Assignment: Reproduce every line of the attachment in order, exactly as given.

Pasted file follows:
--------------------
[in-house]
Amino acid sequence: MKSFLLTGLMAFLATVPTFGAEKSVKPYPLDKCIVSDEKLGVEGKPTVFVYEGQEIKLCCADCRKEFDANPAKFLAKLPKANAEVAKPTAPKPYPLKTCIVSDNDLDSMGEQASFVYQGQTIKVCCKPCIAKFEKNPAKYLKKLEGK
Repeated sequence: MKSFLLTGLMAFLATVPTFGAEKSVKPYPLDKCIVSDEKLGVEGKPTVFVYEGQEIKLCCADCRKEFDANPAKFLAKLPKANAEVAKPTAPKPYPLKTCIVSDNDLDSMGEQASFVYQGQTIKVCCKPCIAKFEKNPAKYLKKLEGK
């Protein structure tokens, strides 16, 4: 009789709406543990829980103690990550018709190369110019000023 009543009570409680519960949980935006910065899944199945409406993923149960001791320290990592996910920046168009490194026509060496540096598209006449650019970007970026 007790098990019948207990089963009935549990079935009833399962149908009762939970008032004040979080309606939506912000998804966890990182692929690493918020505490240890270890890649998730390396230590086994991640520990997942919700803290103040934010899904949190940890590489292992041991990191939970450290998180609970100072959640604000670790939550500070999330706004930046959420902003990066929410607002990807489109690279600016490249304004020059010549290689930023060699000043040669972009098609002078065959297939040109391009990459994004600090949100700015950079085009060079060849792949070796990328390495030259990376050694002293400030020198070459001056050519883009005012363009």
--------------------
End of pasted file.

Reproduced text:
[in-house]
Amino acid sequence: MKSFLLTGLMAFLATVPTFGAEKSVKPYPLDKCIVSDEKLGVEGKPTVFVYEGQEIKLCCADCRKEFDANPAKFLAKLPKANAEVAKPTAPKPYPLKTCIVSDNDLDSMGEQASFVYQGQTIKVCCKPCIAKFEKNPAKYLKKLEGK
Repeated sequence: MKSFLLTGLMAFLATVPTFGAEKSVKPYPLDKCIVSDEKLGVEGKPTVFVYEGQEIKLCCADCRKEFDANPAKFLAKLPKANAEVAKPTAPKPYPLKTCIVSDNDLDSMGEQASFVYQGQTIKVCCKPCIAKFEKNPAKYLKKLEGK
């Protein structure tokens, strides 16, 4: 009789709406543990829980103690990550018709190369110019000023 009543009570409680519960949980935006910065899944199945409406993923149960001791320290990592996910920046168009490194026509060496540096598209006449650019970007970026 007790098990019948207990089963009935549990079935009833399962149908009762939970008032004040979080309606939506912000998804966890990182692929690493918020505490240890270890890649998730390396230590086994991640520990997942919700803290103040934010899904949190940890590489292992041991990191939970450290998180609970100072959640604000670790939550500070999330706004930046959420902003990066929410607002990807489109690279600016490249304004020059010549290689930023060699000043040669972009098609002078065959297939040109391009990459994004600090949100700015950079085009060079060849792949070796990328390495030259990376050694002293400030020198070459001056050519883009005012363009």